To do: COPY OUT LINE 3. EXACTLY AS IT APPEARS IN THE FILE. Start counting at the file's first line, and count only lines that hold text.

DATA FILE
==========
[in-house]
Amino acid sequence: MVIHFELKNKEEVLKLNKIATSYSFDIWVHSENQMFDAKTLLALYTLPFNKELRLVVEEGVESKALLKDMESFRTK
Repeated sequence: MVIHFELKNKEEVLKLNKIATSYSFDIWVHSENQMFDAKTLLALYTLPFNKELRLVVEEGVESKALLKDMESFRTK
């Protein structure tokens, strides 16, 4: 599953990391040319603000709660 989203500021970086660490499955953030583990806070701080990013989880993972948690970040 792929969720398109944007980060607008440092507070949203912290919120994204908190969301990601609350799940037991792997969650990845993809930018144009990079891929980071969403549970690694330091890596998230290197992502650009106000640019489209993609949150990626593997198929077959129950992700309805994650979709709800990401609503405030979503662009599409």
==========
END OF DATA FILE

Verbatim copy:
Repeated sequence: MVIHFELKNKEEVLKLNKIATSYSFDIWVHSENQMFDAKTLLALYTLPFNKELRLVVEEGVESKALLKDMESFRTK